TORONTO -- Andy Sonnanstine's fastball was erratic, but he stuck with it long enough to beat the Toronto Blue Jays.
Sonnanstine pitched six innings, Eric Hinske homered, and the Tampa Bay Rays beat the Blue Jays 5-4 on Tuesday night, snapping Toronto's five-game winning streak.
Sonnanstine (5-1) allowed four runs and 10 hits, becoming the fastest five-game winner in Tampa Bay's 11-year history. He walked one and struck out two.
"That's typical Sonnanstine right there, a little bit of a bending but no breaking," Rays manager Joe Maddon said. "Andy really battled through that whole thing well."
Sonnanstine is 4-0 against American League East opponents and has not lost since April 9 against Seattle. He has a 2.45 ERA in his past four starts.
The 25-year-old right-hander put runners on in every inning but the first, yet succeeded by continuing to use all his pitches, even when his command failed him.
"They were all erratic at different times but I stuck with the fastball, even though there were some fastballs that got hit pretty hard," Sonnanstine said. "I was battling all night."
Sonnanstine didn't have the same faith in his pitches during his 2007 rookie season.
"A few starts last year, I definitely would have gone slider, slider, slider and fallen in love with it and probably would have got hurt real bad with it," he said.
After beginning his major league career 1-8, Sonnanstine is 10-3 in his past 16 starts.
Dan Wheeler worked the seventh and eighth while Troy Percival pitched the ninth for his seventh save.
The Rays beat Toronto for the fifth straight time and got back in the win column after being swept in a three-game series at Boston over the weekend.
"It was tough in Boston for us," Hinske said. "Losing three in a row, you don't want to get to that fourth game and lose it. The first game of a series, it's a big win for us, a huge win for us."
Hinske, a rookie of the year with Toronto in 2002 before he was traded to Boston in 2006, crushed an A.J. Burnett (3-3) pitch off the windows of the centerfield restaurant in the sixth for his seventh homer.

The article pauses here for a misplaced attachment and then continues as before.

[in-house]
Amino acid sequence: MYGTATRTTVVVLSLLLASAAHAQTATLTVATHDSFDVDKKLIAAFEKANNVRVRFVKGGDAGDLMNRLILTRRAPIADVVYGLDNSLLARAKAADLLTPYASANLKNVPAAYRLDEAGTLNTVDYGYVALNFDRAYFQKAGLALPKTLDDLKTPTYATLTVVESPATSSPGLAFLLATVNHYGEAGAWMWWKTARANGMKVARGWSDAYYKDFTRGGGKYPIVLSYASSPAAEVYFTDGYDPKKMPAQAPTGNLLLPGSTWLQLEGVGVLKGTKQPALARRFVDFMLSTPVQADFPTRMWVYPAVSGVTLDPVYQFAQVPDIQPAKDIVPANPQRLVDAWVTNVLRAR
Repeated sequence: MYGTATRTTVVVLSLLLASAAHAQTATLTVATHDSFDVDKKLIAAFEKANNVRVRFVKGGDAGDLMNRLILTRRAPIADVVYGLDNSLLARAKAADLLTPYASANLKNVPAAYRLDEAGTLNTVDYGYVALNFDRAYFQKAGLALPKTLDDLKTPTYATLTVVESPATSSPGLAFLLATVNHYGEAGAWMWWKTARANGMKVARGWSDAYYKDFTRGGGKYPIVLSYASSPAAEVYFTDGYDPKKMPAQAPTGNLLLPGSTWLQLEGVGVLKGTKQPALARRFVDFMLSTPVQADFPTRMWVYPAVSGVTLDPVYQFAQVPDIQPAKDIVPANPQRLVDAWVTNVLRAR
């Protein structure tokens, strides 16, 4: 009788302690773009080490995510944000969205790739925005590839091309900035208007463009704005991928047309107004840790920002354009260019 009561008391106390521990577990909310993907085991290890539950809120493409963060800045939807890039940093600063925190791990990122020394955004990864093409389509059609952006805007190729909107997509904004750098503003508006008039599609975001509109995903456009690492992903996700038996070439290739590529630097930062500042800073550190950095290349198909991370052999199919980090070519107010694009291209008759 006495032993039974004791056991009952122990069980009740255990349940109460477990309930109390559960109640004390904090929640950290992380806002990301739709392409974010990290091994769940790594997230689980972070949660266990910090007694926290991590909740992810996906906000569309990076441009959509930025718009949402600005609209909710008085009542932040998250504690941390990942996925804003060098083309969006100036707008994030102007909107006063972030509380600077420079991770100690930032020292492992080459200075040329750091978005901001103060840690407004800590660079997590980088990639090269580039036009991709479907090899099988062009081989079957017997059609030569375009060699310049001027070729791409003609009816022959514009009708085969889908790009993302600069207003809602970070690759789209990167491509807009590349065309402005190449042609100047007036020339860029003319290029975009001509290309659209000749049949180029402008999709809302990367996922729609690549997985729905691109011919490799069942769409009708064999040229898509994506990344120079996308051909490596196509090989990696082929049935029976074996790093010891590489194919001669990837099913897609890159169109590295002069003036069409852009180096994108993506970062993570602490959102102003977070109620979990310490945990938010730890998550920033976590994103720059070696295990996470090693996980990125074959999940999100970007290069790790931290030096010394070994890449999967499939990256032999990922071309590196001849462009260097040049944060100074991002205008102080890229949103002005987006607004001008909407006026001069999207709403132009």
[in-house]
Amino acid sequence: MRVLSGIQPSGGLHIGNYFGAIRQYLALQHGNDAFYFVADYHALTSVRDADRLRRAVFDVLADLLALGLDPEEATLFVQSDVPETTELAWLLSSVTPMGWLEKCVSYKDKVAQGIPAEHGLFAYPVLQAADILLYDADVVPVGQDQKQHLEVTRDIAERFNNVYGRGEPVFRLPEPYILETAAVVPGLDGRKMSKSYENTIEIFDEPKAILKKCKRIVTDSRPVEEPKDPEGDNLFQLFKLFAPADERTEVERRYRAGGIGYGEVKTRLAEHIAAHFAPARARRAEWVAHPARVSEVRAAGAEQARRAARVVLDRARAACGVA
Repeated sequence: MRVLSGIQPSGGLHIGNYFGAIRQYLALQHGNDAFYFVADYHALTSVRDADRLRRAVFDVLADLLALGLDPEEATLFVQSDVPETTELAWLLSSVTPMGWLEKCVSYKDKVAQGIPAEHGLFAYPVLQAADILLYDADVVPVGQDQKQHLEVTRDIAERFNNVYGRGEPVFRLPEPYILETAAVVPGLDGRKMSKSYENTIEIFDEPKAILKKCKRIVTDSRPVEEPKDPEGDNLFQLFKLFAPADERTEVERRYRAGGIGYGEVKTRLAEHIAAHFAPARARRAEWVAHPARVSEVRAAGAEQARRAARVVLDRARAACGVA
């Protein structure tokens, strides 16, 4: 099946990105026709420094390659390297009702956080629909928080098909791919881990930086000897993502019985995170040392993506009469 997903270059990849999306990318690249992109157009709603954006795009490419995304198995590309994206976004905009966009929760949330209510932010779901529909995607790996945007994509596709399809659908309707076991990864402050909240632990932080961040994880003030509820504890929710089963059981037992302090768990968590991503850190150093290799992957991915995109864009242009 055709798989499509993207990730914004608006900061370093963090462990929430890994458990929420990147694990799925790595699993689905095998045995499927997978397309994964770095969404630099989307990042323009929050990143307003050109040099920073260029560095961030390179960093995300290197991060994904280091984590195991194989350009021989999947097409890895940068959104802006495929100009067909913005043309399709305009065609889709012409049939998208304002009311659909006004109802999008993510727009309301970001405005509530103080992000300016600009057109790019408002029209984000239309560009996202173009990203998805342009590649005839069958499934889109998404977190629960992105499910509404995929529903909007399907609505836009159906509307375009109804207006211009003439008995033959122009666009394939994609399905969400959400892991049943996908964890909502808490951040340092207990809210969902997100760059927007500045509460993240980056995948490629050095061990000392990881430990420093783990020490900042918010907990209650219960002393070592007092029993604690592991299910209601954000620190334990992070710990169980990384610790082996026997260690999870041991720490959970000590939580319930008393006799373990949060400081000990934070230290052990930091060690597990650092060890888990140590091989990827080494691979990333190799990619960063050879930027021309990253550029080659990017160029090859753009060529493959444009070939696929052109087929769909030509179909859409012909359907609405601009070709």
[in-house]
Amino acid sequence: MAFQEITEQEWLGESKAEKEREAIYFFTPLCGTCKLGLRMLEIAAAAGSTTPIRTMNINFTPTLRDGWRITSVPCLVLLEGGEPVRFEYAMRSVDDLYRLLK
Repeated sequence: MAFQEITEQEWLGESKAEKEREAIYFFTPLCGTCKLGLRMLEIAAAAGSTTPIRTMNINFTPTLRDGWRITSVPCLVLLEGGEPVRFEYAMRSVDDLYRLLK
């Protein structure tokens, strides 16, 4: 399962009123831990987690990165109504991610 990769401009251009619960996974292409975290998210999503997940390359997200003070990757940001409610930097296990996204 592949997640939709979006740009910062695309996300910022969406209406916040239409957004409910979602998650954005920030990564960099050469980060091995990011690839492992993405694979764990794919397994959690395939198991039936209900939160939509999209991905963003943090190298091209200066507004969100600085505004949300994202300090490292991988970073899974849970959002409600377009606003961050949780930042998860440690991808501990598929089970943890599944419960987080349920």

"Off the bat I thought it was kind of a line drive and it just kept going," Hinske said. "It's always a good one when you hit the windows, for sure."
Hinske has gone 7-for-15 (.467) with two homers and six RBI against his former club this season.
Toronto shortstop John McDonald had to be carted off the field after injuring his right ankle in the sixth, just one inning after coming on to replace David Eckstein, who left with a sore hip.
"That doesn't happen too often," manager John Gibbons said. "That's not a good situation. I wouldn't expect to see either one of them for a few days."
Marco Scutaro replaced McDonald, who appeared to roll over on his right ankle as he tried to come up with Gabe Gross' grounder. McDonald fell to the ground in pain, clutching his lower leg, as his teammates rushed to his side.
"It was scary," outfielder Vernon Wells said. "On turf, you never know what can happen."
Burnett gave up five runs and nine hits in six innings. He walked one and struck out 10, but failed to win back-to-back starts for the first time this season.
The Rays took a 3-0 lead in the third on RBI singles by Akinori Iwamura and B.J. Upton, and a sacrifice fly by Carl Crawford.
Toronto replied with two runs in the bottom of the inning on an RBI double by Eckstein and a sacrifice fly by Scott Rolen.
The Blue Jays tied it at 3-all in the fourth when Wells tripled and scored on Overbay's sacrifice fly, but Iwamura doubled home a run on the fifth and Hinske homered in the sixth.
Toronto cut it to 5-4 in the bottom of the sixth. Wells led off with a single and scored when Overbay doubled off the top of the wall in center.